When the NGV (National Gallery of Victoria) brief came in, I realised it was a great opportunity and platform to amplify the warning signs all around us. Most of my previous work has been about mimicry and about imitating what is already out in nature. For this project, rather than show what was under threat, I imagined what things would look like if we didn’t change our habits and behaviour. It was a lot more difficult inventing creatures as there are no real boundaries, especially in my imagination. For the idea to have traction, I wanted to create more than just five objects, so to give them context, I came up with the idea of PLASTOCENE.
Can you describe the shift from the ANTHROPOCENE to the PLASTOCENE?
The first conceptualisation of the ANTHROPOCENE era was “scientific thought as a geological force,” yet it could be argued that our self-referential epoch will instead be defined by our ignorance and the destructive capacity of our species. A reliance on fossil fuels and a never-ending hunger for convenience and hyper-efficiency, at whatever cost, has led to a period of rapid ecological decline. Ecosystems around the globe are destabilising in what may ultimately be defined as a period of mass extinction.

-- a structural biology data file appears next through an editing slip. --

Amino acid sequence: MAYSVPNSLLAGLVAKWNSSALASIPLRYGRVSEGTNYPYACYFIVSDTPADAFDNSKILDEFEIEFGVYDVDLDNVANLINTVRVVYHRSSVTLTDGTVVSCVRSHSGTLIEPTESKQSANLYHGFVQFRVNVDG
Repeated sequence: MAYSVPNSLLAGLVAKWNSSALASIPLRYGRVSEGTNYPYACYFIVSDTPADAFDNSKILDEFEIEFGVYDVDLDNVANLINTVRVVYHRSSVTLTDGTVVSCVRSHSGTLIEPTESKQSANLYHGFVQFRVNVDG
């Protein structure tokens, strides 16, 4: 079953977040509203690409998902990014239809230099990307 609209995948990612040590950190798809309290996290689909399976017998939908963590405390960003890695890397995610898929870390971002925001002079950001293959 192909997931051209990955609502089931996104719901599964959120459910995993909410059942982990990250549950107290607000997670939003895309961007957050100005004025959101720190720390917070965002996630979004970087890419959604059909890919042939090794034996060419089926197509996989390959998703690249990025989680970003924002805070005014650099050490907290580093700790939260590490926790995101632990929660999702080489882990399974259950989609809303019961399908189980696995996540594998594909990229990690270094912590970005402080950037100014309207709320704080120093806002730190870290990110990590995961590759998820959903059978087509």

Our plastics are filling the oceans and heavy pollutants are changing the pH of our seas. While thousands of species die off, unable to adapt to the rapid changes in their environments, others begin to transmute. Here, we see the earliest indications of the PLASTOCENE, a new era defined by organismal adaptation to the endless abundance of plastics and pollutants accumulating in our environment. In a twist of evolutionary fate akin to the genesis of the mitochondria, refined hydrocarbon distillates fuse with DNA to generate a new type of life—transitional forms that exemplify the fruits of the fossil-fuel consuming era before them. The future painted here is one that humans would struggle to inhabit, but at best, we can hope that life continues in this new form, following the mass extinction that we so selfishly perpetuated.
The various creatures mash-up with some of the biggest pollutants in our oceans—cigarette butts, drinking straws, q-tips or earbuds, fish nets and single-use plastic takeaway paraphernalia. Q-Tip, for instance, is part-earbud, part-hammerhead shark, part-black moor.
How did you source materials?